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Primary production, detritus flux, and nutrient cycling in a sedge marsh, Fraser River estuary by R. U. Kistritz Download PDF EPUB FB2

Net annual primary production of a sedge Carex lyngbyei dominated tidal marsh in the Fraser River estuary, British Columbia, Canada was g ash-free dry weight (AFDW) and nutrient cycling in a sedge marsh m2 per yr ( g dry weight per m2 per yr). Mean maximum shoot elongation during the short (May to August) growing season was cm per day from overwintering shoots.

The maximum aboveground Cited by:   Primary production, detritus flux, and nutrient cycling in a sedge marsh, Fraser River estuary. Technical Rep Westwater Research Centre, University of British Columbia, Vancouver, British Columbia. Google ScholarCited by: Primary production, detritus flux, and nutrient cycling in a sedge marsh, Fraser River estuary.

Westwater Research Centre Tech. Rep. University of British Columbia, Vancouver. Kistritz, R. and I. Yesaki. Primary production, detritus flux flux and nutrient cycling in a sedge marsh, Fraser River estuary. Technical Rep Westwater Research Center, University of British Columbia, Vancouver, British Columbia, Canada.

Google ScholarCited by: The dynamics of primary production and particulate detritus cycling in the Columbia River Estuary are described, with particular reference to mechanisms that account for patterns within the water column, on the tidal flats, and in the adjacent wetlands.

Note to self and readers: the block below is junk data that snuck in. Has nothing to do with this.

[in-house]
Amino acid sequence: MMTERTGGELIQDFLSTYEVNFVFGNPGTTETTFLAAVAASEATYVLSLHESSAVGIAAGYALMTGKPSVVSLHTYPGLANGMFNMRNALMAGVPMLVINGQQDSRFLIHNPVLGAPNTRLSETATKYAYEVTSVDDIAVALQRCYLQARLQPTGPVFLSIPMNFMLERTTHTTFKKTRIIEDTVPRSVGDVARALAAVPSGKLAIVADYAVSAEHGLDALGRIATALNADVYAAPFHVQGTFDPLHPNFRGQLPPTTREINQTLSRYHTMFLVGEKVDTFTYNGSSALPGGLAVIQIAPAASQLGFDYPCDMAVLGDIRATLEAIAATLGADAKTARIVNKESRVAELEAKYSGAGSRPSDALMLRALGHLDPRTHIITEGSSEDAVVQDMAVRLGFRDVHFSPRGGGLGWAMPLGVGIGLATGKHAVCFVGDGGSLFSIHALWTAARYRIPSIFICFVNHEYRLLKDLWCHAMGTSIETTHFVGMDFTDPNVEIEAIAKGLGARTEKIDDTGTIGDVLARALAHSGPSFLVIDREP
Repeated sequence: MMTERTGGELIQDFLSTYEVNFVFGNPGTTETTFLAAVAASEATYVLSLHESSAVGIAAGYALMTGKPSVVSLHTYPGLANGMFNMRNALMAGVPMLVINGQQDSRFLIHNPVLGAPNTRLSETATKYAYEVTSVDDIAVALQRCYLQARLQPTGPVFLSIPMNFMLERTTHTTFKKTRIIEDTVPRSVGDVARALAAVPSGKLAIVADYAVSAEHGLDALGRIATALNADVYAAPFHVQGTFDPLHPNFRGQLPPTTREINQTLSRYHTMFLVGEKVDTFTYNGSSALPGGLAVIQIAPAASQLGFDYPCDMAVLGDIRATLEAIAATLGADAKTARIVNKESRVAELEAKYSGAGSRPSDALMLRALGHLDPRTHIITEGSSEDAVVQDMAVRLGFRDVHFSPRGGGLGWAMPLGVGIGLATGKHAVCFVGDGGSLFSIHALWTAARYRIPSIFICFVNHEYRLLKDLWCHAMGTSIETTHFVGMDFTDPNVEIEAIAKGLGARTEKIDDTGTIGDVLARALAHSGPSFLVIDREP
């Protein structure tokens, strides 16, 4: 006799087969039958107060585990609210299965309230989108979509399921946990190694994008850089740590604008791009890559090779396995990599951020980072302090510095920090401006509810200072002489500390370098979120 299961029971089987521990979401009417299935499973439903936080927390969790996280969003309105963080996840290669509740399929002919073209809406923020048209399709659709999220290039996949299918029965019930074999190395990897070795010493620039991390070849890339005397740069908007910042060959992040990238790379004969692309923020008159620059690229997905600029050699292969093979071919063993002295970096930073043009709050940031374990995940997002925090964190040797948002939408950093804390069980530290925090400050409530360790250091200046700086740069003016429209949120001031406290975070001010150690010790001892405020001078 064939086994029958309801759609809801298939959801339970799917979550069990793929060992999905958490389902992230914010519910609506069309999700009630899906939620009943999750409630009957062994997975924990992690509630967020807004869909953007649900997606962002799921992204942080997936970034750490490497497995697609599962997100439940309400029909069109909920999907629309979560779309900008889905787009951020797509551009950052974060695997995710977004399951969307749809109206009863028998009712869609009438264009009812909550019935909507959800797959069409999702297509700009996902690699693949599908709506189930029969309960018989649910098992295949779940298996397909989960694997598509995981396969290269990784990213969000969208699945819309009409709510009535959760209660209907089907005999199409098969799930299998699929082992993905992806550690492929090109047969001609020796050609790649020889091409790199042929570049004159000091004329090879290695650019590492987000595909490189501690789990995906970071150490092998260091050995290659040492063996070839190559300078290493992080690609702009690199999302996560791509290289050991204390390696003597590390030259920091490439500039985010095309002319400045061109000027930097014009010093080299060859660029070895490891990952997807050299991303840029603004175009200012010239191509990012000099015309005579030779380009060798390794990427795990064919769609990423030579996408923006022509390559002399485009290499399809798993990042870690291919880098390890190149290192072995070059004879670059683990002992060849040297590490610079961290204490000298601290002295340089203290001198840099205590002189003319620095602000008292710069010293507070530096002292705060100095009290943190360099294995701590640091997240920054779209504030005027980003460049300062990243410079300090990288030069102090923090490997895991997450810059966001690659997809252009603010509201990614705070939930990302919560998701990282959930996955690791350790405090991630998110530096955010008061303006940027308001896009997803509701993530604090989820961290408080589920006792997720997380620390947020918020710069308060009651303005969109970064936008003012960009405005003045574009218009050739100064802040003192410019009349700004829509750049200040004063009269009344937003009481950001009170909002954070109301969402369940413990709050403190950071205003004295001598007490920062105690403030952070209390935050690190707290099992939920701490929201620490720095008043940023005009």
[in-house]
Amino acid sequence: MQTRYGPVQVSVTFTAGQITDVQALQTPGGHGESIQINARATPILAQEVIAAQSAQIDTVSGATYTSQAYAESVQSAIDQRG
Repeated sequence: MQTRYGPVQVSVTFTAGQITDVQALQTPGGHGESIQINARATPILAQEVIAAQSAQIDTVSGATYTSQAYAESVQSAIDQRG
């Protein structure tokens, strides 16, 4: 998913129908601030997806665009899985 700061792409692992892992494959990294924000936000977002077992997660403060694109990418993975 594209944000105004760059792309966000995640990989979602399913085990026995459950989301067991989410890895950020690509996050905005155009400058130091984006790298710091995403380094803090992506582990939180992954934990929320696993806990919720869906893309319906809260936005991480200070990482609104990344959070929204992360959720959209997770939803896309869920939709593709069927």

of g dry weight m-2 recorded in a Carex-dominated tidal marsh in the Fraser River Cited by: Start studying Marine Bio Mod 5. Learn vocabulary, terms, and more with flashcards, games, and other study tools. Search.

- plants growing in the estuary such as salt marsh or mangrove. - Have access to water column primary production and shallow water production. Nutrient cycling and plant dynamics in estuaries: A brief review Mogens R.

Flindt a, Miguel Ângelo Pardal b*, Ana Isabel Lillebø b, Irene Martins b, João Carlos Marquesb a Freshwater Biological Laboratory, University of Copenhagen, Helsingørsg Dk Hillerød, Denmark. b IMAR (Institute of Marine Research), Department of Zoology, University of Coimbra, Coimbra, Portugal.

Corbett: Resuspension and estuarine nutrient cycling Figure 2. Fig. Sampling locations in the Neuse River Estuary were selected over various salinities, ranging from oligohaline to mesohaline en-vironments.